While the Open Source Initiative sought to encourage the use of the new term and evangelize the principles it adhered to, commercial software vendors found themselves increasingly threatened by the concept of freely distributed software and universal access to an application's source code. A Microsoft executive publicly stated in 2001 that "Open-source is an intellectual property destroyer. I can't imagine something that could be worse than this for the software business and the intellectual-property business." This view perfectly summarizes the initial response to FOSS by some software corporations. For many years FOSS played a niche role outside of the mainstream of private software development. However the success of FOSS Operating Systems such as Linux, BSD and the companies based on FOSS such as Red Hat, has changed the software industry's attitude and there has been a dramatic shift in the corporate philosophy concerning the development of Free and Open-source software (FOSS)
Pros and Cons of Free and Open-source software (FOSS)
he times of open source software being met with skepticism by entrepreneurs and business professionals are long behind us. FOSS has become mainstream. Why? It’s simple, open-source software offers many compelling benefits to the business sector. But, just like with anything else in life, there are two sides to the coin. Using open source in the business place has some drawbacks that need to be considered too.
- Initial Cost: There are little to no upfront costs for open-source software. You just need to download the code from a legitimate source and you’re good to go. If you’re on a tight budget it might be a good idea to go open source instead of breaking the bank for costly solutions. After all, free stuff is always good, right? But, no initial costs doesn’t mean that there aren’t any… which leads us to our first argument against it.
- Reliability: Open-source software is highly reliable. Usually, thousands of expert developers work on making and constantly improving the open-source software. This means there’s a greater chance that someone will notice a flaw or a bug and fix it in no time. Another pair of eyes is always a plus, or in this case, hundreds or thousands of eyes. A handful of paid developers working for vendors can’t compete with that.
- Longevity: Because anyone can access the source code, open-source software can evolve continuously. Anyone can contribute to making the software better without any vendor confinements. Furthermore, if a commercial company that created the software goes out of business, you lose the support, patches and everything else their services included. This doesn’t apply to FOSS because you can seek help in user communities or hire individual programmers if necessary.
- Security: Open source advocates assert that open source software is more secure overall compared to proprietary software. Bugs and other issues tend to be dealt with as soon as they’re caught by the community members. On the other hand, this is not the case with commercial software. Large enterprises can take weeks or months to deal with vulnerabilities and issue a fix.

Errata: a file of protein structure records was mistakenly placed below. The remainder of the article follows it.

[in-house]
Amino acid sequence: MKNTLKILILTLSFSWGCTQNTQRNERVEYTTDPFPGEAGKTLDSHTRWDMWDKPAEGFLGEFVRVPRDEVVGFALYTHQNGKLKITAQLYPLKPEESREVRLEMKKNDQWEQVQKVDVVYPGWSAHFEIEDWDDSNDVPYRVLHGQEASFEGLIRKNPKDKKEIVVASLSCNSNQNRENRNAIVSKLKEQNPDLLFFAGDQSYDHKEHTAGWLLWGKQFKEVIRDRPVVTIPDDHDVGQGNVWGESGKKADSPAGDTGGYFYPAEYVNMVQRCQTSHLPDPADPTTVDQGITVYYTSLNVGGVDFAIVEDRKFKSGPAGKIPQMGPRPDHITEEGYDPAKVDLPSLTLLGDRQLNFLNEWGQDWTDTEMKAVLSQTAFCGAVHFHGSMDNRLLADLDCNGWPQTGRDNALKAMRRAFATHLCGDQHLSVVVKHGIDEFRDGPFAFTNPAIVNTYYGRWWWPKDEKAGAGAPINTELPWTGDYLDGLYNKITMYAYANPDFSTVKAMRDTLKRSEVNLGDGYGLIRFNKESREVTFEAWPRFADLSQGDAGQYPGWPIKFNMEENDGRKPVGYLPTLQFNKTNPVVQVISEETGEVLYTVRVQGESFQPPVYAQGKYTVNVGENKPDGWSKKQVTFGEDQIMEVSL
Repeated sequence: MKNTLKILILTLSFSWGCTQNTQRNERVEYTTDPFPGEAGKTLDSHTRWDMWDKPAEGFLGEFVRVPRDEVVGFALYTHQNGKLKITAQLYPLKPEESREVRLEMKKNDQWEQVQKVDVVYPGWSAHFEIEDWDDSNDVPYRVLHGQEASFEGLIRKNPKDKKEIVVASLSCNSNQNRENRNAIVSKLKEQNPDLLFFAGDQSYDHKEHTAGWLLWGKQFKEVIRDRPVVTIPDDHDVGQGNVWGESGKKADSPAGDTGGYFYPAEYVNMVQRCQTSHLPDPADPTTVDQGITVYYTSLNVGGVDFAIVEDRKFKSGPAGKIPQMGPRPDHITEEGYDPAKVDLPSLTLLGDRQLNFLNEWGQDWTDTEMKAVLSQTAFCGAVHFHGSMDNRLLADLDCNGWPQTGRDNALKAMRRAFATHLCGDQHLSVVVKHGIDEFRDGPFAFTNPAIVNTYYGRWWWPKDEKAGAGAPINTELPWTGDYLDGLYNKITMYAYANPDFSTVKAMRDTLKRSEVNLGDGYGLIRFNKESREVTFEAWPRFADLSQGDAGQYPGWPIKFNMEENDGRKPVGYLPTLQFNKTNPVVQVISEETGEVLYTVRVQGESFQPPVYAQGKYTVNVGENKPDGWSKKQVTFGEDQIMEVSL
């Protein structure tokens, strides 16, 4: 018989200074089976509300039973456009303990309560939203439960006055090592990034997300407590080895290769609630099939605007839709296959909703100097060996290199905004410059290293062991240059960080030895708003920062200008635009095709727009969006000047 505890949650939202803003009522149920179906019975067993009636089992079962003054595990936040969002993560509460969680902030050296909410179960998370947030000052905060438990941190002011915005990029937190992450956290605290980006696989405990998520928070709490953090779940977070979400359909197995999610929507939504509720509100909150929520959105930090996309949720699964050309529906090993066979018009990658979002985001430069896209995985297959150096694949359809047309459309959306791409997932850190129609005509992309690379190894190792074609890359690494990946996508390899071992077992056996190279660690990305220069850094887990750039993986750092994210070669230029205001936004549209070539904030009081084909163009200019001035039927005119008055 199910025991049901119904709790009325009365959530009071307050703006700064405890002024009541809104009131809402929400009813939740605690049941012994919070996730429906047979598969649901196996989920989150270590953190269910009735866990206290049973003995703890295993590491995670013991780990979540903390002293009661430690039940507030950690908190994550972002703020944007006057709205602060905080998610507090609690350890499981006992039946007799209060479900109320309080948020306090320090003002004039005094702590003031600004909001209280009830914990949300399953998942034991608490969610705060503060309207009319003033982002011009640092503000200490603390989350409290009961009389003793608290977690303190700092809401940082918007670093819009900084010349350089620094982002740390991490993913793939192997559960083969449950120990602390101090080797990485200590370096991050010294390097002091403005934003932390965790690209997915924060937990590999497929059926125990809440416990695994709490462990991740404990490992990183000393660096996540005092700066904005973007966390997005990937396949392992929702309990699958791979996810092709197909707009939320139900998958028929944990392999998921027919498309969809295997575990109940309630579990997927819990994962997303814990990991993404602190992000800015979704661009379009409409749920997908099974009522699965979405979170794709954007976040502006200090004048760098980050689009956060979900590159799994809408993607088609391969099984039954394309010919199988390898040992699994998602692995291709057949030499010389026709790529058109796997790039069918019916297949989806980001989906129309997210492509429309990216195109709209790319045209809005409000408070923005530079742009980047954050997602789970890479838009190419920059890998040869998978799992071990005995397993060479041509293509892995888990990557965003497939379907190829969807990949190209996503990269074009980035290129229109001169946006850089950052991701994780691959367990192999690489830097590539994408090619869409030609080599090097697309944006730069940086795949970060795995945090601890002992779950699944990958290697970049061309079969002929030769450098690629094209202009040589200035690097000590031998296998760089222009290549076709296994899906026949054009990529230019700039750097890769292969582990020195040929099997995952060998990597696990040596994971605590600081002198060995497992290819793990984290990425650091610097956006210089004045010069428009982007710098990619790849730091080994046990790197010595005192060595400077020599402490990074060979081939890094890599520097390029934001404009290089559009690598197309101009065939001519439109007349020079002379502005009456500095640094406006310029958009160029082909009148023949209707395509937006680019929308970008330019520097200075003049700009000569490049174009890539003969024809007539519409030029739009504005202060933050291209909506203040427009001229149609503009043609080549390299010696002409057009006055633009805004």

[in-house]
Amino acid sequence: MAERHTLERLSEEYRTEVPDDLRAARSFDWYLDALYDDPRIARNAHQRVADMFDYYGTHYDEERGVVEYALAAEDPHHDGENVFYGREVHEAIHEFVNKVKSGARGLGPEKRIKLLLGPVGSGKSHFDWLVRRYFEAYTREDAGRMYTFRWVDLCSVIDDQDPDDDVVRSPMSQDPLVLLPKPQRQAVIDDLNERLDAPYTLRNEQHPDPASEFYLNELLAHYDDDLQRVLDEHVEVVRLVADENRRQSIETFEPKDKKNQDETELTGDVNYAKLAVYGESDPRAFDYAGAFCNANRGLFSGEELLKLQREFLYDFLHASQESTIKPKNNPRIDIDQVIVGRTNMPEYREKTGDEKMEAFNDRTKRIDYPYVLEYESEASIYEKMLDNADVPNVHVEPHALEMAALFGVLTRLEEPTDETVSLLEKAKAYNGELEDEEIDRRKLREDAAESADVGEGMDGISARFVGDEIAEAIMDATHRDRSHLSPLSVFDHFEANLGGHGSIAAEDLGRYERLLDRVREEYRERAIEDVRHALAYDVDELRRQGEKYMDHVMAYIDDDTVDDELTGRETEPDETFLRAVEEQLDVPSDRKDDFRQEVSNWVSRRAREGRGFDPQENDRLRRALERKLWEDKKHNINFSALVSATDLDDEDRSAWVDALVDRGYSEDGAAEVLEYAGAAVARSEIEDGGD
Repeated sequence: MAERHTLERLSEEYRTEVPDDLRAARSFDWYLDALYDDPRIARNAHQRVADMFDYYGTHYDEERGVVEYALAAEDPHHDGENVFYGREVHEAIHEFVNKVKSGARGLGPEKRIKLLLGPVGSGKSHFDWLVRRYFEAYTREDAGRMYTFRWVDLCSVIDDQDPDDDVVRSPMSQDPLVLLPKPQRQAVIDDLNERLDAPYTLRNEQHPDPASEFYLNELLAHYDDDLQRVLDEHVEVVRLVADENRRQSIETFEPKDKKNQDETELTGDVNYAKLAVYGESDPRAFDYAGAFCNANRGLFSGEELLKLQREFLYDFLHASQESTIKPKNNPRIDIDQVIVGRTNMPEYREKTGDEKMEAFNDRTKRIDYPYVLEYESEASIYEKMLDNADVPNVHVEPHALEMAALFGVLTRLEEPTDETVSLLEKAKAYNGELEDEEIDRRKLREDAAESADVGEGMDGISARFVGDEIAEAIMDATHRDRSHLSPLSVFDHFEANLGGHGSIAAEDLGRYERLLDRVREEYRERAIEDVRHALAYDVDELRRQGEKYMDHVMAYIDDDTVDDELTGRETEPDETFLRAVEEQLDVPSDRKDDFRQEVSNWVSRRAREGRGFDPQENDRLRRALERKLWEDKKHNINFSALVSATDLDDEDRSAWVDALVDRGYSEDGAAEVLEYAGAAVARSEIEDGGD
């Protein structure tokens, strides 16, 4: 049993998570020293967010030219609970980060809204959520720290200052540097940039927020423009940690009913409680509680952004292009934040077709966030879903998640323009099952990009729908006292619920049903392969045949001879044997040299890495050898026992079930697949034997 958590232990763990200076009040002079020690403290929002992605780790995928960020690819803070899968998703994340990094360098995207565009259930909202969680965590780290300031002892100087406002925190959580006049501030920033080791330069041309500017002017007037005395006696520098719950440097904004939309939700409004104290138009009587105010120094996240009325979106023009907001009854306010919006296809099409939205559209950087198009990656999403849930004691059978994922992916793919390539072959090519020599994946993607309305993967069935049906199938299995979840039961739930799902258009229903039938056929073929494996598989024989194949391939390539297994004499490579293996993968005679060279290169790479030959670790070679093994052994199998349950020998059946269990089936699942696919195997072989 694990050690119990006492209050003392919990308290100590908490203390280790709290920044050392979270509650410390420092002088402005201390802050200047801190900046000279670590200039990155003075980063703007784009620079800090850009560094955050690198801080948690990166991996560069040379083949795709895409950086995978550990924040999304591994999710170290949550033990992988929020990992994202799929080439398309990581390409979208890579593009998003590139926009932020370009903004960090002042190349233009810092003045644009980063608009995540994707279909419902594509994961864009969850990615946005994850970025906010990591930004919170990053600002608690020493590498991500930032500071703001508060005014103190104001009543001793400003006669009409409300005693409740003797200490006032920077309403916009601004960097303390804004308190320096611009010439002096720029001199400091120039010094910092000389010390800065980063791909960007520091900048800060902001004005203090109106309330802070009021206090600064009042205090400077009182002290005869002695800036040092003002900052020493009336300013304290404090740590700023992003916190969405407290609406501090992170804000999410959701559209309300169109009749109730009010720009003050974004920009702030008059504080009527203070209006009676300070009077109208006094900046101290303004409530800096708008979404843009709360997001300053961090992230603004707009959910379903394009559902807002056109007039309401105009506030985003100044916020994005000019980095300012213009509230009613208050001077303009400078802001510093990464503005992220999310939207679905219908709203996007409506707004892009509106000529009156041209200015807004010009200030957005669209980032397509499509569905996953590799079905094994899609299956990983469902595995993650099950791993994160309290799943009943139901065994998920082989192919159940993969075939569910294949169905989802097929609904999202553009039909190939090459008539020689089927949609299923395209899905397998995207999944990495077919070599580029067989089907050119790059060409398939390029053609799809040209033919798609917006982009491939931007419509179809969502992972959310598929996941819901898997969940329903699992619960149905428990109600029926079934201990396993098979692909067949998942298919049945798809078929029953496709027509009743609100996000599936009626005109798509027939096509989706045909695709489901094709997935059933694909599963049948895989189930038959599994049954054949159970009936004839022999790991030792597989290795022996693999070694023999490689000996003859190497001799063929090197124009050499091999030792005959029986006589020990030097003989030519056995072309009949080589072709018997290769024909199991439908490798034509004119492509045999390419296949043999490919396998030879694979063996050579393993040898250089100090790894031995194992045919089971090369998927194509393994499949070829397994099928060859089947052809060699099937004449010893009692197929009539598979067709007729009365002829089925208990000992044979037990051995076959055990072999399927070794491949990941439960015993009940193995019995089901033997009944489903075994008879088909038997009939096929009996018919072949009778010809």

- Flexibility: OSS is all about flexibility. Users of open-source software benefit from the freedom to modify the software in a way that suits their business needs. Unlike with commercial software, where you have to adhere to the vendor’s requirements and limits, open source users have complete control over their software. OSS is not confined by the rigid user agreement associated with proprietary software.
- Long-term Cost: Sometime down the road costs for FOSS software can stack up. If any problem occurs that needs immediate attention it’s up to you to put out the fire and those costs. You can’t yank your vendor’s chain to fix the issue because there is none. Instead, you have to either deal with it in-house or hire external help. Also, consider the costs of the implementation and staff training associated with introducing new software in the office.
- Support: The key advantage of commercial software is the service & support. Commercial vendors offer ongoing support and this is a major thing if you don’t possess technical skills. Open-source software doesn’t possess user manuals and access to experts who are familiar with the software. Although you can seek help in relevant communities for free, the support comes at a time price and no one is obliged to help. If you’re having an urgent issue, proprietary software, backed by top-tier, support might be a better choice
- Orphan Software: There is always the possibility that the developers of a program lose interest in working further on the software or just move on to another project. This being said, both open-source and proprietary software can be discontinued for whatever reason.
- Security: Open-source software is not developed in a controlled environment. With hundreds of developers working on the software, there is a chance that some of them could have malicious intentions. All it takes for a disaster is a single programmer to incorporate some malware into the software. In the case of closed software, only the vendor developers can see and edit the source code. That’s why closed software is seen as safer, although the risk of hidden backdoor Trojans is always a possibility.
- Usability: Compared to closed software, in most cases, open-source software is not as user-friendly. The main point of criticism is that open-source software is more oriented towards the needs of the developer and not the “unskilled” end user. Let’s face it, regular users will never even look at the source code, let alone to tamper with it.